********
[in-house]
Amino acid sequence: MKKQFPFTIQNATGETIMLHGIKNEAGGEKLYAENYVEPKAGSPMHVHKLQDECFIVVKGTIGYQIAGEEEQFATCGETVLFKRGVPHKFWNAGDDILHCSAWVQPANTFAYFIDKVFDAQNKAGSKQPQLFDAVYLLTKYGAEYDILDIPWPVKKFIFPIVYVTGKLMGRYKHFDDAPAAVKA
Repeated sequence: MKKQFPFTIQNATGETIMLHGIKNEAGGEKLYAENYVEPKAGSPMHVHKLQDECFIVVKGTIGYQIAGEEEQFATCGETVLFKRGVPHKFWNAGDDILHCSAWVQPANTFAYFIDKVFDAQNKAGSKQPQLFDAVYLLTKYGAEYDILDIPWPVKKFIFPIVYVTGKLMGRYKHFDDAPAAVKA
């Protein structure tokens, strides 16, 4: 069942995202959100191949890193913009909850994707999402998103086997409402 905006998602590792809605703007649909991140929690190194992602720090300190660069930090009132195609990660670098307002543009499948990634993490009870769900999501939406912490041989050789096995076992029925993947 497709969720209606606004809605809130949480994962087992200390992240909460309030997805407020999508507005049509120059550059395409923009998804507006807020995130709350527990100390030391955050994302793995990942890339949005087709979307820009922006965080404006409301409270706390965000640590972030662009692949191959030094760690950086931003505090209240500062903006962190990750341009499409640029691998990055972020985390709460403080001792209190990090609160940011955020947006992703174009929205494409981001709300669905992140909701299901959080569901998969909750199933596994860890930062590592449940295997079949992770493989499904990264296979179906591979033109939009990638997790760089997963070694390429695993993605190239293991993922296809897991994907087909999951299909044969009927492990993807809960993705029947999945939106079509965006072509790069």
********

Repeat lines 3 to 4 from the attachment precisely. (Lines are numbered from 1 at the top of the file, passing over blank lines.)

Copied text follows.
Repeated sequence: MKKQFPFTIQNATGETIMLHGIKNEAGGEKLYAENYVEPKAGSPMHVHKLQDECFIVVKGTIGYQIAGEEEQFATCGETVLFKRGVPHKFWNAGDDILHCSAWVQPANTFAYFIDKVFDAQNKAGSKQPQLFDAVYLLTKYGAEYDILDIPWPVKKFIFPIVYVTGKLMGRYKHFDDAPAAVKA
């Protein structure tokens, strides 16, 4: 069942995202959100191949890193913009909850994707999402998103086997409402 905006998602590792809605703007649909991140929690190194992602720090300190660069930090009132195609990660670098307002543009499948990634993490009870769900999501939406912490041989050789096995076992029925993947 497709969720209606606004809605809130949480994962087992200390992240909460309030997805407020999508507005049509120059550059395409923009998804507006807020995130709350527990100390030391955050994302793995990942890339949005087709979307820009922006965080404006409301409270706390965000640590972030662009692949191959030094760690950086931003505090209240500062903006962190990750341009499409640029691998990055972020985390709460403080001792209190990090609160940011955020947006992703174009929205494409981001709300669905992140909701299901959080569901998969909750199933596994860890930062590592449940295997079949992770493989499904990264296979179906591979033109939009990638997790760089997963070694390429695993993605190239293991993922296809897991994907087909999951299909044969009927492990993807809960993705029947999945939106079509965006072509790069």